You wouldn’t think it was possible Bryce Harper, of all people doing everything quietly or under the radar.
If there was a way to quantify “most of the career hype” there could be worse things to do than point at the guy on the cover of. was Sports illustrated as a teenager, was voted # 1 overall, won Rookie of the Year in 2012, was named Most Valuable Player in 2015, and then signed a 13-year deal with the Phillies – among 100 other things.
Maybe it’s because the Phillies are two games under .500 in his three years there, thanks largely to a flammable bullpen. Perhaps it’s because the next generation of highly acclaimed superstars like Juan Soto and all the famous sons of famous fathers have arrived to attract well-deserved attention. Maybe it’s because we all understandably can’t stop staring at Shohei Ohtani or because Harper’s RBI total is low, largely thanks to his teammates. There are many ways to explain why Harper is no longer in the spotlight as he used to be.
These reasons may be understandable, but they all make it far too easy to overlook what he’s doing. Harper has a .306 / .417 / .557 line a year after setting up a .268 / .420 / .542 line, making him a top 6 hitter for the past two seasons. He has the third best OBP in 2020-21; he has the eighth best stroke.
Harper is one of only four hitters to have a .400 OBP / .500 SLG combo this year, after being one of only eight hitters last year; combine 2020-21, and the only three such stallions are Soto, Freddie Freeman … and Harper. If you look at his career numbers, there have been nearly 700 players since integrating in 1947, making at least 5,000 record appearances, and his offensive performance is 30th to this day.)
He lives up to the hype and more, so don’t be surprised if we make this unexpected hypothesis: in two months, Harper could be your National League MVP.
Okay, let’s go back for a second. One reason we can even suggest this is because every other seemingly front runner in the award has seen a roadblock thrown in their way.
Think about the big stars in the NL and what happened to them.
Fernando Tatis Jr. is out again with a shoulder injury that may require surgery. Ronald Acuña Jr. is out of the year due to a knee injury. That might have opened the door to Jacob deGrom, except he has been out for a month with an elbow injury and may or may not return this season. Nick Castellanos has been out for weeks with a wrist injury. Trea Turner is currently on the COVID-19 list and trading the Dodgers essentially ends his candidacy anyway; No MVP has ever won the award in a season it was traded.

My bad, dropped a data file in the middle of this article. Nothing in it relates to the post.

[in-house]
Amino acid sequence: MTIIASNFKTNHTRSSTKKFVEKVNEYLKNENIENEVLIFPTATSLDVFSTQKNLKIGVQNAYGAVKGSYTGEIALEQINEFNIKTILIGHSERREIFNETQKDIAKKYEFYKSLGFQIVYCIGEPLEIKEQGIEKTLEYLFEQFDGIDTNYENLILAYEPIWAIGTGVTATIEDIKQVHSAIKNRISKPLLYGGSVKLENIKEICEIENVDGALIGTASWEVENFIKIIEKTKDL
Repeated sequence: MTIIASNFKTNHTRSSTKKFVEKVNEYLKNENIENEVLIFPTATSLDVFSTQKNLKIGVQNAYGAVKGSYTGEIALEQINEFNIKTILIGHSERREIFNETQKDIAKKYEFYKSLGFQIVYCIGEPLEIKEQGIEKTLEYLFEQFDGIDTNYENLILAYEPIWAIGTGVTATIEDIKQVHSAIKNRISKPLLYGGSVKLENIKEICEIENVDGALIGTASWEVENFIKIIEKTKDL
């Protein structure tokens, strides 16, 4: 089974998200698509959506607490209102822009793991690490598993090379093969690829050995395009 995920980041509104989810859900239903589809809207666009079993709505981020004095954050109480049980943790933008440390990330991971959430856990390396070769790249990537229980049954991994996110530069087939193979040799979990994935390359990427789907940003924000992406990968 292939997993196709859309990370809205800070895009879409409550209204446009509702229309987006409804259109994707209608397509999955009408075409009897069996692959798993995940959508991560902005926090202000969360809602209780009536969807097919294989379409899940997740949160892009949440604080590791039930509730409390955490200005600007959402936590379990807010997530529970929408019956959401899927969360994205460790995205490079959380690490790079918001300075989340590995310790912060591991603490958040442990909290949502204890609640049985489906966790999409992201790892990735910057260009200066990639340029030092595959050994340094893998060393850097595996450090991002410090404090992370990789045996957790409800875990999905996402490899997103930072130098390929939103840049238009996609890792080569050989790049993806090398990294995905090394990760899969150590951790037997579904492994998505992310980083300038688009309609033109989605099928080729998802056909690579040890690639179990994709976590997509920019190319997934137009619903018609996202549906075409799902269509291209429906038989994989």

That doesn’t even take into account the names you would have expected at the start of the season. Francisco Lindor’s Mets debut was disappointing and now he’s injured. Cody Bellinger, the 2019 MVP, had a 2021 that can only be described as disastrous. Mookie Betts had a season that would be strong by anyone’s standards but his own; last month he said in his own words, “I didn’t play that great,” although he’s been awesome since then and has released 1,105 OPS since July 1st. Christian Yelich struggles with back problems; Corey Seager missed a lot of time with a broken hand. Freddie Freeman did in again . transformed the very-good-not-insanely-great player he was before 2020.
If the playoff position is important to you in relation to MVP voting, which is what many voters are increasingly doing Not, Note that there isn’t a single Met or Brewer positional player with a convincing case. (Sorry, neither do you, Willy Adames, though he’ll likely get some solid voting support.)
All of this leaves … the, exactly?
To answer that, let’s take a look at the top 20 list of NL Wins Above Replacement at FanGraphs. We’re only showing positional players because while a historic full season of deGrom would have made a strong argument, it’s hard to see the remaining Cy Young Award top runners like Corbin Burnes and Zack Wheeler getting so much MVP support.
However, there is a big top 4, as you will see, including three players who are injured or traded. Since it doesn’t really make sense to worry about the decimal places of WAR, there is a large group of players in a virtual tie between 3.4 and 3.7 WAR. (We drew a line at 3.5.)
Obviously, voting on awards should and is not a simple “list of WAR” exercises; at the same time, if you’re not in the top 20, you probably aren’t having an MVP season. (Here we apologize to Joey Votto, who has grown strong after a slow start; if he continues like this, he will be on this leaderboard by the end of September.)